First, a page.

To do high, real good physics work you do need absolutely solid lengths of time, so that when you're putting ideas together which are vague and hard to remember, it's very much like building a house of cards and each of the cards is shaky, and if you forget one of them the whole thing collapses again. You don't know how you got there and you have to build them up again, and if you're interrupted and kind of forget half the idea of how the cards went together--your cards being different-type parts of the ideas, ideas of different kinds that have to go together to build up the idea--the main point is, you put the stuff together, it's quite a tower and it's easy [for it] to slip, it needs a lot of concentration--that is, solid time to thing--and if you've got a job in administering anything like that, then you don't have the solid time.
One way, that's kind of a fun analogy in trying to get some idea of what we're doing in trying to understand nature, is to imagine that the gods are playing some great game like chess, let's say, and you don't know the rules of the game, but you're allowed to look at the board, at least from time to time, in a little corner, perhaps, and from these observations you try to figure out what the rules of the game are, what the rules of the pieces moving are. You might discover after a bit, for example, that when there's only one bishop around on the board that the bishop maintains its color. Later on you might discover the law for the bisohp as it moves on the diagonal which would explain the law that you understood before--that it maintained its color--and that would be analogous to discovering one law and then later finding a deeper understanding of it. Then things can happen, everything's going good, you've got all the laws, it looks very good and then all of a sudden some strange phenomenon occurs in some corner, so you begin to investigate that--it's castling, something you didn't expect. We're always, by the way, in fundamental physics, always trying to investigate those things in which we don't understand the conclusion. After we've checked them enough, we're okay.
I got a kick, when I was a boy, [out] of my father telling me things, so I tried to tell my son things that were interesting about the world. When he was very small we used to rock him to bed, you know, and tell him stories, and I'd make up a story about little people that were about so high [who] would walk along and they would go on picnics and so on and they lived in the ventilator; and they'd go through these woods which had great big long tall blue things like trees, but without leaves and only one stalk, and they had to walk between them and so on; and he'd gradually catch on [that] that was the rug, the nap of the rug, the blue rug, and he loved this game because I would describe all of these things from an odd point of view and he liked to hear the stories and we got all the kinds of wonderful things--he even went to a moist cave where the wind kept going in and out--it was coming in cool and went out warm and so on. It was inside the dog's nose that they went, and then of course I could tell him all about physiology by this way and so on.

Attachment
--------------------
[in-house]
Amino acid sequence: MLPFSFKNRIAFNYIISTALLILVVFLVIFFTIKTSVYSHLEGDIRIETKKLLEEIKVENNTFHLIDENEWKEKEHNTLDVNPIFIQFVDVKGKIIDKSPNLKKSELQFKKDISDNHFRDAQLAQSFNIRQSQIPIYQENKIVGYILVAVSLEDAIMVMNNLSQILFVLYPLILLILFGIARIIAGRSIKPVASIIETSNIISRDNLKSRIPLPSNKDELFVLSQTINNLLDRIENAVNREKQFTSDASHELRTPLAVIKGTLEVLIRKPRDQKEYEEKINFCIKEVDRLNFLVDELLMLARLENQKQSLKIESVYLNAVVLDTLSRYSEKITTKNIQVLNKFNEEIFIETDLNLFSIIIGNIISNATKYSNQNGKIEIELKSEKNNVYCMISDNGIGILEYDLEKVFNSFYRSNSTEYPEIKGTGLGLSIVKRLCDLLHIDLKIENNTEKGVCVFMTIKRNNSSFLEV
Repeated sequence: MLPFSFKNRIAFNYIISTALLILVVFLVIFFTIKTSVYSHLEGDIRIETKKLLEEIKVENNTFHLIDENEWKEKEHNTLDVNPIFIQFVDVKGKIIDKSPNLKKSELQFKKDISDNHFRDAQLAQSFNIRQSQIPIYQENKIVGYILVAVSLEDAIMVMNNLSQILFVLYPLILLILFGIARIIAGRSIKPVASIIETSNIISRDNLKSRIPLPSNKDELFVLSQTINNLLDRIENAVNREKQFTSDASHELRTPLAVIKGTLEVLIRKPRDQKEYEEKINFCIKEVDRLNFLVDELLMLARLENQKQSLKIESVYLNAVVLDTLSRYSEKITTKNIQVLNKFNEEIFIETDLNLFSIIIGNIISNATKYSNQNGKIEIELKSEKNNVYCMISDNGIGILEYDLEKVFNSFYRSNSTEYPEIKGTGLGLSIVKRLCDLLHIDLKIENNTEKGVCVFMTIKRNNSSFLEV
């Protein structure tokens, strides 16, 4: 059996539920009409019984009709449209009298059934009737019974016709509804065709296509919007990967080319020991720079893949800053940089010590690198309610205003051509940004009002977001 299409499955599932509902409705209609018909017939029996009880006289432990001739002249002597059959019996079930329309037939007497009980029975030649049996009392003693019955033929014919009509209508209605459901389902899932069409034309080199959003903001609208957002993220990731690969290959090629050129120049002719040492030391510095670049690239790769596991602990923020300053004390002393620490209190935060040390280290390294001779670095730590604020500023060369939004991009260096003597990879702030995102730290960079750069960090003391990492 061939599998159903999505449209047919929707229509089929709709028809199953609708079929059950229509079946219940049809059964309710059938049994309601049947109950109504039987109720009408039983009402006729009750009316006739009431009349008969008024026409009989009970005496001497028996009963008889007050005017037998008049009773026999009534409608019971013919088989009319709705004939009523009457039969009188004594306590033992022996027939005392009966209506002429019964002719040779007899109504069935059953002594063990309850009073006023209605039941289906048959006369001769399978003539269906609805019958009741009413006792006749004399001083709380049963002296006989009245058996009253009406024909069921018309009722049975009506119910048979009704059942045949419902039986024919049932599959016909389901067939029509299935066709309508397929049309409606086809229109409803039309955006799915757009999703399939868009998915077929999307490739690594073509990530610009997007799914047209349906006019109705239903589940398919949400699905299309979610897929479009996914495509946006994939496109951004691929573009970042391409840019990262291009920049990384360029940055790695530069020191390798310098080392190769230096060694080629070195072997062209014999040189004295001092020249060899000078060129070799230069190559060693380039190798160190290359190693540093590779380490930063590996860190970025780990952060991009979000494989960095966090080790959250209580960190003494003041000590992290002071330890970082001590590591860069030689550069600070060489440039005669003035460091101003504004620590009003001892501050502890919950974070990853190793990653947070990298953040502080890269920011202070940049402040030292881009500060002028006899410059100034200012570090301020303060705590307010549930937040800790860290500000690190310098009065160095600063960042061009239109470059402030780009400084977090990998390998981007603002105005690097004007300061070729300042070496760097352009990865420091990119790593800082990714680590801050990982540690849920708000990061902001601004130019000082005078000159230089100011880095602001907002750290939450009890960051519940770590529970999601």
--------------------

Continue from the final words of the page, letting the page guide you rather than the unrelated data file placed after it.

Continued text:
I have a friend who's an artist and he's sometimes taken a view which I don't agree with very well. He'll hold up a flower and say, "Look how beautiful it is," and I'll agree, I think. And he says--"you see, I as an artist can see how beautiful this is, but you as a scientist, oh, take this all apart and it becomes a dull thing." And I think that he's kind of nutty. First of all, the beauty that he sees is available to other people and to me, too, I believe, although I might not be quite as refined aesthetically as he is; but I can appreciate the beauty of a flower. At the same time I see much more about hte flower than he sees. I can imagine the cells in there, the complicated actions inside which also have a beauty. I mean it's not just beauty at this dimension of one centimeter, there is also beauty at a smaller dimension, the inner structure, evolved in order to attract insects to pollinate it is interesting--it means that insects can see the color. It adds a question: Does this aesthetic sens also exist in the lower forms? Why is it aesthetic? All kinds of interesting questions which shows that a science knowledge only adds to the excitement and mystery and awe of a flower. It only adds; I don't understand how it subtracts.
My cousin, at that time, who was three years older, was in high school and was having considerable difficulty with his algebra and had a tutor come, and I was allowed to sin in a corder while (LAUGHS) the tutor would try to teach my cousin algebra, problems liek 2x plus something. I said to my cousin then, "What're you trying to do?" You know, I hear him talking about x. He says, "What do you know--2x 7 is equal to 15," he says "and you're trying to find out what x is." I says, "You mean 4." He says, "Yeah, but you did it with arithmetic, you have to do it by algebra," and that's why my cousin was never able to do algebra, because he didn't understand how he was supposed to do it. There was no way. I learnt algebra fortunately by not going to school and knowing the whole idea was to find out what x was and it didn't make any difference who you did it--there's no such thing as, you know, you do it by arithmetic, you do it by algebra--that was a false thing that they had invented in school so that the children who have to study algebra can all pass it. They had invented a set of rules which if you followed them without thinking could produce the answer: subtract 7 from both sides, if you have a multiplier divide both sides by the multiplier and so on, and a series of steps by which you could get the answer if you didn't understand what you were trying to do.